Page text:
A bill allowing drivers to carry loaded pistols in their cars without a permit Thursday trapped the Alabama Senate in a crossfire between issues of gun rights and local revenue.
The legislation, sponsored by Sen. Scott Beason, R-Gardendale, would allow individuals to carry a pistol in their car without a concealed carry permit. Individuals would also be allowed to carry concealed weapons on their own property without a permit, and in the vehicles or on the property of others with permission.
“It puts us in line with other states across the South, the other states that do not require concealed weapons permits in the car,” said Beason, who sponsored legislation last year that expanded the locations where guns could be carried.
However, the lengthy debate on the bill, which consumed nearly all of the five hours the Senate met Thursday afternoon, failed to get the bill out of the chamber. Sen. Rodger Smitherman, D-Birmingham, who was angered Tuesday by passage of a bill to expand the membership of the Birmingham Water Works Board, filibustered Beason’s bill; a Republican attempt to cloture Smitherman fell short by three votes, with four Republican senators not voting and two — Sen. Paul Bussman, R-Cullman and Sen. Bryan Taylor, R-Prattville — joining eight Democrats in voting no.
Members of the Republican caucus said concerns from the sheriffs’ association over the impact of the bill, as well as attempts by both parties to block legislation on the Thursday agenda, led to the stalemate.
“Birmingham Water Works ego, gun rights ego,” said Sen. Gerald Dial, R-Lineville, as he left the chamber Thursday. “Two ego days.”
Senate President Pro Tem Del Marsh, R-Anniston, said the Republican caucus would meet on Tuesday and decide whether they had the votes to cloture and advance the bill.
“When someone has a bill like that, I expect them to know whether they have the cloture votes, and I don’t think Sen. Beason actually knew he didn’t have it,” Marsh said Thursday evening. “I was a bit surprised, but then I wasn’t working the cloture vote either.”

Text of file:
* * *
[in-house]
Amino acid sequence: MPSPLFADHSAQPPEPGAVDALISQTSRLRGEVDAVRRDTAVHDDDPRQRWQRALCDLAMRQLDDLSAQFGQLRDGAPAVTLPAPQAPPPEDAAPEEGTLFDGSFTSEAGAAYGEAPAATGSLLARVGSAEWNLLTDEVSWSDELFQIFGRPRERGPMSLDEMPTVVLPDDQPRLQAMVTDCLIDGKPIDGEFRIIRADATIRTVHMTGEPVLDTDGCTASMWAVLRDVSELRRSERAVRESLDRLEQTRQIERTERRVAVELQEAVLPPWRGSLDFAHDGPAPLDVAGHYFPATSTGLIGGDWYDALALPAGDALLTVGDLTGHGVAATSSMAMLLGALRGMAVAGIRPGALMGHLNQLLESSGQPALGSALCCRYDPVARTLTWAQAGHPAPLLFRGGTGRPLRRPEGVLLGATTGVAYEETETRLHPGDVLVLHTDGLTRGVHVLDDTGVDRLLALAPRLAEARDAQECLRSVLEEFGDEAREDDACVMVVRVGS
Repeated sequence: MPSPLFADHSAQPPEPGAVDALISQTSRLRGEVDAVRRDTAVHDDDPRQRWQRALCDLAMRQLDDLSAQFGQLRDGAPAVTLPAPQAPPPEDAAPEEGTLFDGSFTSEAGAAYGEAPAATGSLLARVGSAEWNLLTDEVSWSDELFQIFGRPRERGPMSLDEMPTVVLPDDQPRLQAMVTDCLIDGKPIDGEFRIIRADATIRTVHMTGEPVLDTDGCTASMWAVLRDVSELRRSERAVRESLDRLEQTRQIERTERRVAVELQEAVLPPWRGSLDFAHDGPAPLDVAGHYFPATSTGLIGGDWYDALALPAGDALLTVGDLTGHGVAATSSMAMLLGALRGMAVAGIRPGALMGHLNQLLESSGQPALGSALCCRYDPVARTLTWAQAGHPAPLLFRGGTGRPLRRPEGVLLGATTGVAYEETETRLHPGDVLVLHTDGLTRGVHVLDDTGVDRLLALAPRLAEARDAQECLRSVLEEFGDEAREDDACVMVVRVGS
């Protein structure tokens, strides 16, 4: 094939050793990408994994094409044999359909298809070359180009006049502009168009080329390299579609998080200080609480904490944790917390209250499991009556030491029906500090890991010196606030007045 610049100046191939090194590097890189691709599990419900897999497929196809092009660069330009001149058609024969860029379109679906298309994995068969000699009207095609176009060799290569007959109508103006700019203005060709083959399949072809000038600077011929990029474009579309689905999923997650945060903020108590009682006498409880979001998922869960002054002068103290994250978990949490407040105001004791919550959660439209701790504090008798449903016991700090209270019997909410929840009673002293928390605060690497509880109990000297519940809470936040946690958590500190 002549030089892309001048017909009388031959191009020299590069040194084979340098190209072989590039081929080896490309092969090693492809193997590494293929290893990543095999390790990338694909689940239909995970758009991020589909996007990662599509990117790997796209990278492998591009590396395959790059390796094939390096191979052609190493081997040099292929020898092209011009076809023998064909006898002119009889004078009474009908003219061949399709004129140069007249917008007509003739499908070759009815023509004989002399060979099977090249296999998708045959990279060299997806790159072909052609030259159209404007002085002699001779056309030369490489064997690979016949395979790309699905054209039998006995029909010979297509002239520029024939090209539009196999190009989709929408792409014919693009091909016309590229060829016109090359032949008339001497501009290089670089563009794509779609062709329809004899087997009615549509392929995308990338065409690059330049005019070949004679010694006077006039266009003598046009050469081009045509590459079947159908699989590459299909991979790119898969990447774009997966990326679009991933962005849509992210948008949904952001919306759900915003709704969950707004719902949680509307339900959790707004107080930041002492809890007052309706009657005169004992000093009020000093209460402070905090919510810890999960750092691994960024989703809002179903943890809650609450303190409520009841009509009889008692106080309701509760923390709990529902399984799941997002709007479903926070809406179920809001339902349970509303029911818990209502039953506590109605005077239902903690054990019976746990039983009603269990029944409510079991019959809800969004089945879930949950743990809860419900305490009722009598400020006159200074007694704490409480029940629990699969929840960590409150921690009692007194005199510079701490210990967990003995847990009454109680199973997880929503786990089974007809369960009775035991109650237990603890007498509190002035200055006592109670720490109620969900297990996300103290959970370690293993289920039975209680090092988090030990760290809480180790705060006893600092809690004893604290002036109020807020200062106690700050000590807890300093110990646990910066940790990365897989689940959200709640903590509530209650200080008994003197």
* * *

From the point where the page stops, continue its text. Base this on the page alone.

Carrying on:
Beason said after the Senate adjourned that he believed he had the votes on final passage.
“On cloture, there’s all sorts people upset about different issues, and it came out on the floor today,” he said.
The Alabama Sheriffs’ Association strongly opposed Beason’s legislation, saying it would decrease public safety and cut into local revenues from concealed carry permits, revenues that frequently support public safety agencies. Bobby Timmons, executive director of the Alabama Sheriffs’ Association, said police officers who pull over cars can check outstanding warrants, but can’t be certain if the driver of the car is carrying a gun.
Current law “won’t tell me if you’ve got a gun or not, and whether you’ve got a permit or don’t have a permit, but it makes me a little more comfortable approaching the car,” he said.
Timmons also said the legislation could affect counties’ abilities to pay for law enforcement and school resource officers by cutting revenue from gun permits. The Senate approved an amendment by Sen. Phil Williams, R-Rainbow City, that would “preserve existing revenues or license fees upon which any governmental or law enforcement entity currently relies.”
It was unclear what practical effect Williams’ amendment would have. Williams, saying he was trying to preserve funding for school resource officers in his district, said it would mean “current and existing procedures are going to have to stay in place” for counties to collect revenue, but referred questions about the impact of the amendment on carrying pistols in automobiles to Beason. Beason said the amendment “does tremendous damage” to the bill, but could not say how it would affect the central thrust of the bill.
“You’ll have to talk to an attorney about that,” he said.
Taylor said he had concerns with “three or four” bills further down the Senate agenda, bills that he declined to name. The senator said he agreed with the spirit of Beason’s law, but felt the revenue question needed to be fully addressed.
“We need to work on the bill and find some way to ensure we’re not taking money away from law enforcement purposes,” he said.
The Senate’s agenda included a bill from Marsh that would prevent school districts from using seniority as a priority in determining teacher cuts during reductions in force. Marsh said he spoke with members on that bill “and knew we had some amendments there.”
If the votes do not materialize Tuesday, Marsh said the Senate may take up other bills.
“We’ll make a decision about whether the votes are there, and if they’re not, we’ll move on to something else,” he said.
– posted by Brian Lyman